You've probably noticed that your 120-volt appliances, power tools and electronic equipment don't all have the same types of plugs; some have two prongs that are the same size, some have two prongs of different sizes and some have three prongs. Plugs with two prongs of the same size are unpolarized, while the other two types of plugs are polarized. Polarized and unpolarized plugs aren't interchangeable.

What's the Difference?

In the early days of electricity, 120-volt appliances, lamps and other electrical equipment all came supplied with unpolarized two-prong cords, and all receptacles were similarly unpolarized. These plugs and outlets made no distinction between the hot leg of the electrical circuit and the neutral leg, and shocks were frequent. In a polarized appliance, the hot and neutral legs are distinguished from one another, so when you switch the appliance off, you can be sure no voltage is being supplied to any part of it.

Grounded Circuitry

Polarization was introduced to North American circuitry in 1928 by Philip F. Labre, who is responsible for the addition of the grounding pin to 120-volt plugs. The grounding pin connects to a third wire in the circuit with the sole purpose of conducting stray current to earth. Because the plug has three pins, it can only be inserted into the outlet in one direction. A modern polarized plug doesn't always have the grounding pin, and if not, one pin is larger than the other. The smaller of the two pins is the hot leg of the circuit.

The Case of the Light Socket

In a screw-in light bulb socket, the metal casing around the inside of the socket is neutral, and the pin on the bottom of the socket is hot. As long as the socket is connected with a polarized plug, you can't get a shock when replacing the bulb -- even if the switch is on -- because by the time the bulb is screwed in and the pin contacts the bottom of the bulb, the threads are inaccessible. If the plug weren't polarized, though, the socket could be hot, and you could be shocked.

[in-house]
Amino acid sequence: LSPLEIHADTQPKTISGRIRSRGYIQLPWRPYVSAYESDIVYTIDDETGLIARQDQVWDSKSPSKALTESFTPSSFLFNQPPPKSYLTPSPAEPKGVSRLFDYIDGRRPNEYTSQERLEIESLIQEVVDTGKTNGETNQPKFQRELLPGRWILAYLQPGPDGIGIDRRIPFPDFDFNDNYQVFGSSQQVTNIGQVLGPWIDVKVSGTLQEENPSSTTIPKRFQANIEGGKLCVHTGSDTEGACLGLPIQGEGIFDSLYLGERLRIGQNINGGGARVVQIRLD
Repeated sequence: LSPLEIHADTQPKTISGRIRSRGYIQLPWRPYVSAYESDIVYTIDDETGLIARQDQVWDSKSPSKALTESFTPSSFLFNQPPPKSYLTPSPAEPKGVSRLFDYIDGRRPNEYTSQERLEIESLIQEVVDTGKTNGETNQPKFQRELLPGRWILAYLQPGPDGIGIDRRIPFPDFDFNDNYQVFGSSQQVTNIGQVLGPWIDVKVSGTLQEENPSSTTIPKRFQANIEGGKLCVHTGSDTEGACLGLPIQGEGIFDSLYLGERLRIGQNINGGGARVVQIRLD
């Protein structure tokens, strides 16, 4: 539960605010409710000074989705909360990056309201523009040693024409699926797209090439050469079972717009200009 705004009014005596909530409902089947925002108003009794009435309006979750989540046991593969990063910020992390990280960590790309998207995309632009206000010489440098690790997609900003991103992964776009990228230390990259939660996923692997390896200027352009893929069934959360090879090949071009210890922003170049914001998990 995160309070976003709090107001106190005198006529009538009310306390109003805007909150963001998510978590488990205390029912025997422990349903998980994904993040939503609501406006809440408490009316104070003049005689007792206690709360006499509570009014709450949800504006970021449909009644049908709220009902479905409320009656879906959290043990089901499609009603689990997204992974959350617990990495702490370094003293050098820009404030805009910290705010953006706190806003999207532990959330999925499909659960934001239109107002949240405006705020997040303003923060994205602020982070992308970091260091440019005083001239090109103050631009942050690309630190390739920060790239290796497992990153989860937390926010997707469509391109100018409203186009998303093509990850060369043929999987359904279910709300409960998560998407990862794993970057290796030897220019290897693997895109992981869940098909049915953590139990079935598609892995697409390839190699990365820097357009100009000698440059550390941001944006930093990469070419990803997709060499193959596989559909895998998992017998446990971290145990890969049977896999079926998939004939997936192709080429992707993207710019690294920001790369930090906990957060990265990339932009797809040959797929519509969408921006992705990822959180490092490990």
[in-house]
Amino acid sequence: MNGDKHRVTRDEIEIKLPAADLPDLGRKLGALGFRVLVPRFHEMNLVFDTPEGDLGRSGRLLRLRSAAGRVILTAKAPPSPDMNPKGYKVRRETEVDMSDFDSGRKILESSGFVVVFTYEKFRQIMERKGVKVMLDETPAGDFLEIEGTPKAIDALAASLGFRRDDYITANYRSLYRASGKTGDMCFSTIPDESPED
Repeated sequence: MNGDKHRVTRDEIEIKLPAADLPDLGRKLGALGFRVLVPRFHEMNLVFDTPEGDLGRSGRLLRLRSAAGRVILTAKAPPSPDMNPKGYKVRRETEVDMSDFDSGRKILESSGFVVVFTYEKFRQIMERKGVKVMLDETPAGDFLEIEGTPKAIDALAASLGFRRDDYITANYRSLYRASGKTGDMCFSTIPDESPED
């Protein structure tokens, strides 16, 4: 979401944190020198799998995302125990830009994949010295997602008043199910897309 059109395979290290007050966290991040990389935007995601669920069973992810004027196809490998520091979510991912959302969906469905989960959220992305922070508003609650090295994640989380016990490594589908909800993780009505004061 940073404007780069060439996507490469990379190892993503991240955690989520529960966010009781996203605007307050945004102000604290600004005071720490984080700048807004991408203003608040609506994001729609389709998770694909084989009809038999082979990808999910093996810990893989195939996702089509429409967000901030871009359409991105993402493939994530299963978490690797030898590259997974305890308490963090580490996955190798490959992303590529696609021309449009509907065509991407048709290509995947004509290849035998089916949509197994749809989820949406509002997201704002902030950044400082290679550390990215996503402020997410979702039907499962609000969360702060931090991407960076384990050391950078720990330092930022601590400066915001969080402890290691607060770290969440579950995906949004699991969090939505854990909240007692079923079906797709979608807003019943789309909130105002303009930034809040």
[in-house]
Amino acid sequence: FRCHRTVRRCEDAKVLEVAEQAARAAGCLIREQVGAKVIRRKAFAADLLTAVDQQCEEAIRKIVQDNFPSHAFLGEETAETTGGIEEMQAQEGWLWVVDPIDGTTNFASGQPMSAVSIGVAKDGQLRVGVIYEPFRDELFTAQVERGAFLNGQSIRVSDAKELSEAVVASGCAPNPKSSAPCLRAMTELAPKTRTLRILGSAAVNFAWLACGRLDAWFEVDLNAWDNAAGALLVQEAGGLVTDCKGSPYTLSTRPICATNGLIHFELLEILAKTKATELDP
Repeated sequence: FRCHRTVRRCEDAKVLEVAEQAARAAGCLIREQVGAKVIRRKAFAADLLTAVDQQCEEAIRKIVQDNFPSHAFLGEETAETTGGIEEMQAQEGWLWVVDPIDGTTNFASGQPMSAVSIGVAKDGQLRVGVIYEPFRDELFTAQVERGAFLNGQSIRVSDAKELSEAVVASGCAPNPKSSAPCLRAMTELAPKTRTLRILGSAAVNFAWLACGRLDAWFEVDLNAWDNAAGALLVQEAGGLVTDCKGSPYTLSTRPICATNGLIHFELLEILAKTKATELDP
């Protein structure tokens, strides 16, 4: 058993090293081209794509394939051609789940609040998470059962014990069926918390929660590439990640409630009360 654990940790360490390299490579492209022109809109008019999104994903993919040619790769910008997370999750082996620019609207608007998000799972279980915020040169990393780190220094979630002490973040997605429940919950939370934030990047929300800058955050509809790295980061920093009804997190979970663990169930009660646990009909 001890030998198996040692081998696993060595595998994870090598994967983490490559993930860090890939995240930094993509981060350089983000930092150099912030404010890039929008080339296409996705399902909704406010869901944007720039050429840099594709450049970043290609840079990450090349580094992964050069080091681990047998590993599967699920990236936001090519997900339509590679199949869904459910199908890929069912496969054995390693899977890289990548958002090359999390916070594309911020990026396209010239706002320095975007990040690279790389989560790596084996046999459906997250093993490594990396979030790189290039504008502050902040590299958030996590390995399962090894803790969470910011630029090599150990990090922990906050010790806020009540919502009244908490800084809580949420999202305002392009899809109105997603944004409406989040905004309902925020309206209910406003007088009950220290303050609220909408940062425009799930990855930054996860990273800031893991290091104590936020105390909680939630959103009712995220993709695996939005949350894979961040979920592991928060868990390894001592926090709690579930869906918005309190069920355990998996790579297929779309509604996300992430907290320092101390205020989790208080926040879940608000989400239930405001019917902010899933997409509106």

Identifying the Wires

When you're replacing a plug on a polarized light fixture or appliance, you must maintain the polarization by connecting terminals of the new plug to the same wires as the old one. That means you need to be able to distinguish the hot wire from the neutral one. Electrical manufacturers use one of three methods to make this distinction:

  • Ribbing: When the rubber or plastic insulation on a pair of wires is fused into a single cord, one side of the cord is ribbed or textured. The wire with the ribbing is neutral.
  • White stripe: When the insulation of a pair of wire is fused into a single cord, the insulation of one of the wires may have a white stripe. The wire with the white stripe is neutral.
  • Different colors: When each wire in a bundled pair has its own insulation, the wire with white insulation is neutral and the one with black or red insulation is hot.

Double-Insulated Appliances

Some appliances and power tools have non-polarized two-prong plugs. The reason is that the casing of the device is designed in such a way that the hot wire can never come in contact with the casing, or the casing is plastic and won't conduct electricity. These appliances and tools are double-insulated, and that fact is prominently displayed on a label.